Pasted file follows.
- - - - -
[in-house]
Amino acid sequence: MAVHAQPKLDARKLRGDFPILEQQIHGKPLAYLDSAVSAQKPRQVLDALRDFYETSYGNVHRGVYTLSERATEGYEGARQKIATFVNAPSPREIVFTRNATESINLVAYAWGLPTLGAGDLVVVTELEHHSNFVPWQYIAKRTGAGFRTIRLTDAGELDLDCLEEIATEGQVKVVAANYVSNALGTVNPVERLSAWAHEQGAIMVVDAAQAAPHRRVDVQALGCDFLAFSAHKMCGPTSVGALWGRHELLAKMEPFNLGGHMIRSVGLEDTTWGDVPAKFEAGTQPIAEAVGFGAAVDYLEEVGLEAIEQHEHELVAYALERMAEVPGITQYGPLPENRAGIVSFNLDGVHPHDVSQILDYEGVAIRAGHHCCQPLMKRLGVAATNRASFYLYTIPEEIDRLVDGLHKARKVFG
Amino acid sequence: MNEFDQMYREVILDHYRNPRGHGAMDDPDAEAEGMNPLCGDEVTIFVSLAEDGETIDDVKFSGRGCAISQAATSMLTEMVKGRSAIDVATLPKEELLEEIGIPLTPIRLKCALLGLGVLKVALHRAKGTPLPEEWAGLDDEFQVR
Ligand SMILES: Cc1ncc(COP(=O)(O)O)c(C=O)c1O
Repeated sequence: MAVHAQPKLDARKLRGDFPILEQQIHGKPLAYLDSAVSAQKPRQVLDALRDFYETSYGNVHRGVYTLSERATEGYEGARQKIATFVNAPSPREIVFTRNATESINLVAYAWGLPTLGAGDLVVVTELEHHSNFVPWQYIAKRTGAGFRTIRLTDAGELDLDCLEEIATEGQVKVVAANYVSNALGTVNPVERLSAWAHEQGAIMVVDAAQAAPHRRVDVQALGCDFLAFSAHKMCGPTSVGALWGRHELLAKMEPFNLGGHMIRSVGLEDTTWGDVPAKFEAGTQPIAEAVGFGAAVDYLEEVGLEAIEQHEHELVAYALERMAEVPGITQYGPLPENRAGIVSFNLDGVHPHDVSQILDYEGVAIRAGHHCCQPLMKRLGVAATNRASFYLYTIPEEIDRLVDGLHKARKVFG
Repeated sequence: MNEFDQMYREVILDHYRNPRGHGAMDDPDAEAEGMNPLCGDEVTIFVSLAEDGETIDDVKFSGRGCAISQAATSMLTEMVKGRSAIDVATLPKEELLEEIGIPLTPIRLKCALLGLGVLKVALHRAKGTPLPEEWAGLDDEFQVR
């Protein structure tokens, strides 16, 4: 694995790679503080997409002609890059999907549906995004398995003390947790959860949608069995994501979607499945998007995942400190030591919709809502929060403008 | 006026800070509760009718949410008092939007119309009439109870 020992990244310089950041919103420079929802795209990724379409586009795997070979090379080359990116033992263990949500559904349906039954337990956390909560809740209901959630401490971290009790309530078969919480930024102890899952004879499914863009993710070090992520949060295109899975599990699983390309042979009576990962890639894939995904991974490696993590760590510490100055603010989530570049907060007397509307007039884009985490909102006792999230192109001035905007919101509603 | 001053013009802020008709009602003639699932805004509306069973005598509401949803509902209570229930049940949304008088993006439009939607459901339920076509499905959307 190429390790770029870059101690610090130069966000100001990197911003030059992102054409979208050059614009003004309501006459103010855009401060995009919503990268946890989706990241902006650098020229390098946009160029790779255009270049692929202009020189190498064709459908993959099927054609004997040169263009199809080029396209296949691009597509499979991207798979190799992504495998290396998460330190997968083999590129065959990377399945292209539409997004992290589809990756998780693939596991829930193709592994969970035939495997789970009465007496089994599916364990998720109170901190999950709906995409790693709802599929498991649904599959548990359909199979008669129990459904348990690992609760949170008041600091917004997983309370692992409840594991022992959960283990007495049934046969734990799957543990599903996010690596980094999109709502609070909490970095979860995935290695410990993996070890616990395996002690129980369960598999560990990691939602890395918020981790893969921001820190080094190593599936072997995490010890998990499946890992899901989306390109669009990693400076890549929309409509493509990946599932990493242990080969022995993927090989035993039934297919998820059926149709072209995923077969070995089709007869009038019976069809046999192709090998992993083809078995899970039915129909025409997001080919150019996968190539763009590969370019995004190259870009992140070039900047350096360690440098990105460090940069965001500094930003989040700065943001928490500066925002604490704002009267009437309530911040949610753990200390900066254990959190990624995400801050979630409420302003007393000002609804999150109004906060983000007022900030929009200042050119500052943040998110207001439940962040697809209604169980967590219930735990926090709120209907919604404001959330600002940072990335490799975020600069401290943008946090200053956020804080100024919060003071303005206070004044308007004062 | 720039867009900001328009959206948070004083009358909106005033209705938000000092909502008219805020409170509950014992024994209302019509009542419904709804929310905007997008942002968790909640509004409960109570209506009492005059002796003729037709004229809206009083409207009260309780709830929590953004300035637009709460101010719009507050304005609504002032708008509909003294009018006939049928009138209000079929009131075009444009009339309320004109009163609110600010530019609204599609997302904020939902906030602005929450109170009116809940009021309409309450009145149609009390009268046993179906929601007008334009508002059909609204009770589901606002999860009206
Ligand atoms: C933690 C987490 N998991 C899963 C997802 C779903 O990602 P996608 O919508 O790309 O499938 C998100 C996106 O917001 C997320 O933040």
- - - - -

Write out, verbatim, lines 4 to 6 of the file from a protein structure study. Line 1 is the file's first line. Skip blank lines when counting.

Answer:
Ligand SMILES: Cc1ncc(COP(=O)(O)O)c(C=O)c1O
Repeated sequence: MAVHAQPKLDARKLRGDFPILEQQIHGKPLAYLDSAVSAQKPRQVLDALRDFYETSYGNVHRGVYTLSERATEGYEGARQKIATFVNAPSPREIVFTRNATESINLVAYAWGLPTLGAGDLVVVTELEHHSNFVPWQYIAKRTGAGFRTIRLTDAGELDLDCLEEIATEGQVKVVAANYVSNALGTVNPVERLSAWAHEQGAIMVVDAAQAAPHRRVDVQALGCDFLAFSAHKMCGPTSVGALWGRHELLAKMEPFNLGGHMIRSVGLEDTTWGDVPAKFEAGTQPIAEAVGFGAAVDYLEEVGLEAIEQHEHELVAYALERMAEVPGITQYGPLPENRAGIVSFNLDGVHPHDVSQILDYEGVAIRAGHHCCQPLMKRLGVAATNRASFYLYTIPEEIDRLVDGLHKARKVFG
Repeated sequence: MNEFDQMYREVILDHYRNPRGHGAMDDPDAEAEGMNPLCGDEVTIFVSLAEDGETIDDVKFSGRGCAISQAATSMLTEMVKGRSAIDVATLPKEELLEEIGIPLTPIRLKCALLGLGVLKVALHRAKGTPLPEEWAGLDDEFQVR